Yesterday I didn't know how or what to feel. The previous day, Friday
15th of March, armed gunmen stormed two Muslim mosque while the
attendees were at prayer, and slaughtered them with semi automatic
I was at work, and we were put into lockdown. The whole
city was completely shut down. Sirens constantly screaming, and when
the news hit social media, everyone was plastered to their phone, trying
to understand what was happening.
This does not happen here. This does not happen to us. This is NOT WHO WE ARE AS A COUNTRY.
Stunned bewilderment, shock, horror, anger, parents terrified for their children (all the schools were in lock down). So much confusion, so many feelings.
We were updated as often as possible, it turns out a bomb had been found in a car rammed by police not far from where we were, and one of the mosques was also not far from where I live. We had to shelter in place for several hours until the all clear was given.
It has a horrifying shocking experience, and yesterday I did not know how to process this. While pointless scrolling through social media a post from our Botanic Gardens came up and I decided to go there.
Loaded up my camera, macro lens and Lensbaby Velvet 56 and headed for the Dahlia garden.
All I was trying to do was escape for a little while from the world, and judging by the number of people out, that I was not alone in my seeking of peace and serenity.
The flowers were looking lovely, the herbaceous border had such variety and colour and texture. I embraced wabi-sabi in the slow decline of the hydrangeas and decided to put the Velvet56 on and play a bit with the extreme softness and blur.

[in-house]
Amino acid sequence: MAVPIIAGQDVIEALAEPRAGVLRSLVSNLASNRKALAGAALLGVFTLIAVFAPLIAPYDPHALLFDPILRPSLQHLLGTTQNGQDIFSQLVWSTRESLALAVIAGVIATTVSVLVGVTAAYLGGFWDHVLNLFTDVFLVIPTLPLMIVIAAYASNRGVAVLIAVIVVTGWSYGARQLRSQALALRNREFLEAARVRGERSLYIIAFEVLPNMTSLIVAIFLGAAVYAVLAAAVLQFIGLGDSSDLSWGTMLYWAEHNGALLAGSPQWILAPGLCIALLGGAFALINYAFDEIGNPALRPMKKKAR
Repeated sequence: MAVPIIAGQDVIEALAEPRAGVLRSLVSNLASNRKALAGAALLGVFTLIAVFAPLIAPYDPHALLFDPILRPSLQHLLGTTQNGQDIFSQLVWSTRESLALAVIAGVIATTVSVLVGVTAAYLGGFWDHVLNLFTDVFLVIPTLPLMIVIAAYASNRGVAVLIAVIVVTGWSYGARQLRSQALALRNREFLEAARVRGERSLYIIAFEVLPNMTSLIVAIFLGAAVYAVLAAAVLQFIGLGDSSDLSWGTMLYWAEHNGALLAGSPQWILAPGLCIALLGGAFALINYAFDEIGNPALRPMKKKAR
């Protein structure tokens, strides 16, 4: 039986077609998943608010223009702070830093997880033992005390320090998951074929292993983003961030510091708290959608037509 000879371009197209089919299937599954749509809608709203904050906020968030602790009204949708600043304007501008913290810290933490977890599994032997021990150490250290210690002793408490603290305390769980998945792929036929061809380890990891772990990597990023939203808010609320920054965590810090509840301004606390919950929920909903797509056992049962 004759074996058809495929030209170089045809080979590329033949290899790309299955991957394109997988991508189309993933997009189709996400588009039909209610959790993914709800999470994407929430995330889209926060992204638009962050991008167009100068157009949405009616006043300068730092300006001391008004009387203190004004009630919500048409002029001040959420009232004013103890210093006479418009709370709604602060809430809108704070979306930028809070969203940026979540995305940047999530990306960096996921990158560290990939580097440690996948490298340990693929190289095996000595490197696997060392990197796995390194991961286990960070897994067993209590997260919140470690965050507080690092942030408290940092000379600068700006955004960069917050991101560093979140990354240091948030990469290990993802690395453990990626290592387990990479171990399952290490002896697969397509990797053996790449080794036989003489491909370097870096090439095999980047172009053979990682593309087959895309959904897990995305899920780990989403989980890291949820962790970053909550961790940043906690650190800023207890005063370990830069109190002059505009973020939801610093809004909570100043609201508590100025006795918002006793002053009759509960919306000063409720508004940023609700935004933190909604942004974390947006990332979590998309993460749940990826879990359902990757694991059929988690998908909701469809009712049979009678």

I wanted some less representational images and something more artistic and painterly, by working with very wide open aperture and tiny depth of field, and the glorious bokeh softness the Lensbaby brings. These images spoke to me of rich soft colours and tones, and the "idea" of the shape of the flower or leaf.
For a while I could lose myself in the joy of creating and playing with my craft. It was peaceful in the dappled sunlight and shade, and momentarily, the cares of the world were not mine to carry.
On the way back to the car I spotted some chestnuts and was picking up some of the bright shiny nuts to take home for photographing later, when an Asian lady came up to me, speaking rapidly in a language I didn't know. Turns out she had seen me tucking the nuts into a fold of my t-shirt, and she pulled a plastic bag out of her purse, and gave it to me. A simple, yet touching kindness.
Walking to my car, I met a couple with two gorgeous Bernese Mountain Dogs, and I was allowed to pat them. Mum leaned her solid weight against my legs, relaxing into the ear scritches, and the puppy (all soft floof, big ears and paws) came over for hugs and scratches too. Another simple kindness that made my day so much better.
I don't have the words to encompass what happened on Friday, it is so far outside my scope of experience, that I am utterly at a loss as to how to respond.
All I can do is try and embrace hope, beauty and kindness, and do my best to make the world a better place in the future, whatever that looks like.
As-salamu alaykum and Arohanui to all affected, we are with you and we support you.